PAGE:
What is the big deal about Google's new privacy policy?

wstark

I haven't had an opportunity yet to read all of the changes to Google's privacy policy, but from what I understand it says that information from one part of Google can be shared with other parts of Google. It is still under the same roof, so to speak. What does it really matter whether Google part A shares your data with Google part B? A big part of what I liked about Android the first time I used an Android phone my G-Mail and Google Voice contacts were easily and simply pushed onto the device. Am I missing something about this that is causing all the concern?

Topic: Internet
Answer this Question

Answers

2 total
jimlynch
Vote Up (20)

I agree that it would seem to be a logical thing for Google to do. I'm not sure why people who have an issue with it would use Google's services anyway. There are other search engines, email services, etc. If somebody is offended by their policies then they can close their accounts, delete them and move on to another service.

StillADotcommer
Vote Up (18)

 

I am not one to often quote Forbes, but I agree with Kashmir Hill who pointed out that the new Google policy isn't much different from the old Google policy, and the "internet freak-out", as she put it, was not warranted.  Under the old policy, you already had ceded that Google could share your info between its various services.  And let's face it, if you are an Android user (nice avatar, wstark) you see the benefits of a unified system with the various services pretty smoothly integrated in the end user experience.

 

On the other hand, I don't fool myself and think that Google is doing this because it loves me.  The privacy change is a sign that advertisers love me.  And you, and you, and you.  This is going to allow Google to target advertising like never before.  This is the part I have a problem with.  Is the topic of an email going to affect the ads I see when I perform a Google search?  Hmmm, maybe.  Is that good?  Hmmm, maybe not.  To a point though, I accept this as a price I have to pay for the pretty amazing range of things Google offers at no cost to me.  And that "to me" ending is the critical point, because it does cost money to allow me unlimited free telephone calls using Google Voice, for example.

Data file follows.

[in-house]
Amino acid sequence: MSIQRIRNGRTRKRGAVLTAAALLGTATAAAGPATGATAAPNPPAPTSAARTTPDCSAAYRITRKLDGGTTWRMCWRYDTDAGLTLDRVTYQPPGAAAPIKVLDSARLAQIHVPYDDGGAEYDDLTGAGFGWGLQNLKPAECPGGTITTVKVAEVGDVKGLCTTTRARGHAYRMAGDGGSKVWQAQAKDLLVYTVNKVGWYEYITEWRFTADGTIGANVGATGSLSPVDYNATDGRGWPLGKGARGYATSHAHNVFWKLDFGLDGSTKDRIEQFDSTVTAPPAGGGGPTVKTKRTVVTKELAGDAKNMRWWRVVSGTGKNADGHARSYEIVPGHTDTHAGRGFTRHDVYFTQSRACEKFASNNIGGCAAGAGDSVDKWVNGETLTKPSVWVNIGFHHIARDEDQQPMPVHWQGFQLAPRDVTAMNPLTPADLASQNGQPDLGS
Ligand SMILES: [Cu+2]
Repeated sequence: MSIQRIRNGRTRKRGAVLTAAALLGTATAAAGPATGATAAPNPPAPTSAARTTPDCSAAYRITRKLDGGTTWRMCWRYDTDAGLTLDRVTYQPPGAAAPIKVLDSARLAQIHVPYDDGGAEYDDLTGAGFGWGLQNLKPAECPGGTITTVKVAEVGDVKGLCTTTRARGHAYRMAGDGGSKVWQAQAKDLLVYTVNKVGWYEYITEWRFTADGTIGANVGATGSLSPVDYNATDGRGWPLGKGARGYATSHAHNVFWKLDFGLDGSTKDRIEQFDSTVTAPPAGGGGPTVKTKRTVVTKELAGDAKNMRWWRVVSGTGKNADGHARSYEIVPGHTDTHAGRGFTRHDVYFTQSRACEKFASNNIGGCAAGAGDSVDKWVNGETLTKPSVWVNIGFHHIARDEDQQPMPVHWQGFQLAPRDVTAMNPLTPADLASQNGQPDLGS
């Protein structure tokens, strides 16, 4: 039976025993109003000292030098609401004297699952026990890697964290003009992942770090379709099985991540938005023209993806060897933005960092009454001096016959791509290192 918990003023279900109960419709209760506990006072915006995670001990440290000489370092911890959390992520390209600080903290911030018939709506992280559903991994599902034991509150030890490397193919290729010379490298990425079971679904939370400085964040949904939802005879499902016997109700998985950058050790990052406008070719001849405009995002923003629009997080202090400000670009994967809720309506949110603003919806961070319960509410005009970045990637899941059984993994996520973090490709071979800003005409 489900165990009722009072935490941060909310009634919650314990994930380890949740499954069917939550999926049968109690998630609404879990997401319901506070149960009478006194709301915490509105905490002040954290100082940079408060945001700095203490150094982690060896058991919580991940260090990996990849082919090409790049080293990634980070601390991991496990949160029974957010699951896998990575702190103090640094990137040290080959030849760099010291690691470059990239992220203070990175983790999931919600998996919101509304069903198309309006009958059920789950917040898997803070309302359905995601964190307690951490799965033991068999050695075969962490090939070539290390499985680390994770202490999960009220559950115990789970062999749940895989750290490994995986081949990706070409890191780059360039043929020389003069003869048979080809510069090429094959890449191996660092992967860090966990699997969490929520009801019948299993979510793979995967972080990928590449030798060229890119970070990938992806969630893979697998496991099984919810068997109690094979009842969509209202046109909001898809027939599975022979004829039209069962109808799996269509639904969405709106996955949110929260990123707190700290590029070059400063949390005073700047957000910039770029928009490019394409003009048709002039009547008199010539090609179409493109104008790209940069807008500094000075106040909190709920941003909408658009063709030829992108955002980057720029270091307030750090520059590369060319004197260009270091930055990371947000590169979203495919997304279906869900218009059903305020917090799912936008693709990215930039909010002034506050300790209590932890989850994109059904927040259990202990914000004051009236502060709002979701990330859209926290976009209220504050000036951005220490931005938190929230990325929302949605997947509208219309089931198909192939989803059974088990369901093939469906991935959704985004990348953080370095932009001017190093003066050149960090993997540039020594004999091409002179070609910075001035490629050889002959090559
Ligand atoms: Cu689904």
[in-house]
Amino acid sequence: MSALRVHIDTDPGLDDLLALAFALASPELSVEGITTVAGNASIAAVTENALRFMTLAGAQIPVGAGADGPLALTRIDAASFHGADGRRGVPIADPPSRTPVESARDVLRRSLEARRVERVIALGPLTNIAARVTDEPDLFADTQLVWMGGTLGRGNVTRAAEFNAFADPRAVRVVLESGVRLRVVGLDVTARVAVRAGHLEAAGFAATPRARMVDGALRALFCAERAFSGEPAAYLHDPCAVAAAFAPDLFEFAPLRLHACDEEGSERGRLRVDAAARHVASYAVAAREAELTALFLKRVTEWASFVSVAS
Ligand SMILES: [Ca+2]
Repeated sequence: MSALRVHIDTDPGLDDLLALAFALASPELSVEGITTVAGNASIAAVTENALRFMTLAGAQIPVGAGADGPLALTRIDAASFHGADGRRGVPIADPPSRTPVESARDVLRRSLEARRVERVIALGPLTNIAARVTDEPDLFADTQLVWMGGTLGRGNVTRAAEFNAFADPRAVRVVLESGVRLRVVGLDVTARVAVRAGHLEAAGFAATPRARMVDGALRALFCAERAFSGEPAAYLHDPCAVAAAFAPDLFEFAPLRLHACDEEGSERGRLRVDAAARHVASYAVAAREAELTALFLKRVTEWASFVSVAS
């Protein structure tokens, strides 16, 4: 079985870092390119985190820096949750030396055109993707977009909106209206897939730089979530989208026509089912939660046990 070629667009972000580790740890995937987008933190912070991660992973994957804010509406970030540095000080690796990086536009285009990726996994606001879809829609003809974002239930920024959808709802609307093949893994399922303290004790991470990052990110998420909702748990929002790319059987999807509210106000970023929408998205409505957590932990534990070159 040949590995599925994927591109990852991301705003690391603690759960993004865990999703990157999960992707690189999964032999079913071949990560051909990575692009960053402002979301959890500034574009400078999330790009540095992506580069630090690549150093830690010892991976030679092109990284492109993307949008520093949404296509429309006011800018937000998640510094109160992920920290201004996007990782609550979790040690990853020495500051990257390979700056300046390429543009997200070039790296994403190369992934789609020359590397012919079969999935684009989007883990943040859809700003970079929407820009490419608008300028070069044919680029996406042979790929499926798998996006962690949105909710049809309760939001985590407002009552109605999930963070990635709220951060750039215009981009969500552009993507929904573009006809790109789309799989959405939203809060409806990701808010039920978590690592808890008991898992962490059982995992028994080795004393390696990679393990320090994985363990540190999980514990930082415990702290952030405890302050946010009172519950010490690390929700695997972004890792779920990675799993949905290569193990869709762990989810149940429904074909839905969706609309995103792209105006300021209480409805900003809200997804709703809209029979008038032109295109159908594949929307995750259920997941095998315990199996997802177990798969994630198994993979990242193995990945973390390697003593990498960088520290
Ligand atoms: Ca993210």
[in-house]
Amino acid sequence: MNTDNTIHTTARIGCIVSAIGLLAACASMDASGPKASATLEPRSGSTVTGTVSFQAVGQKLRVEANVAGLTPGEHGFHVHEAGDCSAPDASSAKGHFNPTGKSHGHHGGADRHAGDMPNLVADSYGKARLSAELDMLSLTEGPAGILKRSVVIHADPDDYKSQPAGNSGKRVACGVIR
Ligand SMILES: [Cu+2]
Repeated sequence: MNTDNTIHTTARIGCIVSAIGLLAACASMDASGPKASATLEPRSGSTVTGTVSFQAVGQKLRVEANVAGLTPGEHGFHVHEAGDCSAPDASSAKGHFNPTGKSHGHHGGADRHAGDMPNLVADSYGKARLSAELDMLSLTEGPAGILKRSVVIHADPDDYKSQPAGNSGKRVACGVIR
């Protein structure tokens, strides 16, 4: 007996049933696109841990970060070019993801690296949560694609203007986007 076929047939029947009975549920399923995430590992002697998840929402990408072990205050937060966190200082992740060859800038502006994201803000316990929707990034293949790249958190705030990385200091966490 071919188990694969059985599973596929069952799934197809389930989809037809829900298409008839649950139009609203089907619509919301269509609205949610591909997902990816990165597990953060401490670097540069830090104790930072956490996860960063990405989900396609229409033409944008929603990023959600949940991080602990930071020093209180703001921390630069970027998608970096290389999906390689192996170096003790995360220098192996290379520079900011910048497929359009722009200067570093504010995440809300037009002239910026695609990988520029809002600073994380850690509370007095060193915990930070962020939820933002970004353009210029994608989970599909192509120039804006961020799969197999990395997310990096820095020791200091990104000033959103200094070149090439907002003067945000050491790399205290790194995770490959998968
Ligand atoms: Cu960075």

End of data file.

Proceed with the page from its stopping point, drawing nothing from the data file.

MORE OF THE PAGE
You are already being hit by targeted advertising.  One thing you might like is to see who Google thinks you are now, insofar as your interests, age and gender are concerned.  It nailed me, incidentally.  Check for yourself.   http://www.google.com/ads/preferences 

 

Ask a question

Join Now or Sign In to ask a question.
The IEEE is embarking on an ambitious effort to build a overarching architecture for the Internet of Things, spanning a multitude of industries and technologies.
The U.S. Federal Communications Commission needs to create explicit rules that tell broadband providers what traffic management techniques they can and cannot use if the agency has any hope of enforcing its proposed net neutrality rules, some advocates told the agency Friday.
In their first day of trading, shares of Alibaba stock opened at US$92.70 on the New York Stock Exchange on Friday, an increase of more than 35 percent over the $68 initial public offering price.
Legislation introduced in the U.S. Senate on Thursday aims to place limits on access by U.S. law enforcement agencies to emails and other communications stored abroad.
SAP is buying business-travel and expense software vendor Concur for about US$8.3 billion, in a bid to continue growing out its portfolio of cloud-based applications.
TwitPic, the image-hosting company that two weeks ago said it would shut down after a trademark dispute with Twitter, has apparently been acquired, keeping its service alive.
Alibaba, an e-commerce giant in China, wants to make new friends in the U.S. Especially friends with money.
It's the end of an era at Oracle, as CEO Larry Ellison has been appointed executive chairman and CTO of the vendor, with co-presidents Safra Catz and Mark Hurd named co-CEOs.
Broader Internet access will generate more consumer spending than any other media product or service in the next five years in South Africa's entertainment and media industry, according to a new report.
Facebook users will soon start to see more posts higher in their feeds tied to popular events or topics of conversation, with less relevant posts getting pushed farther down.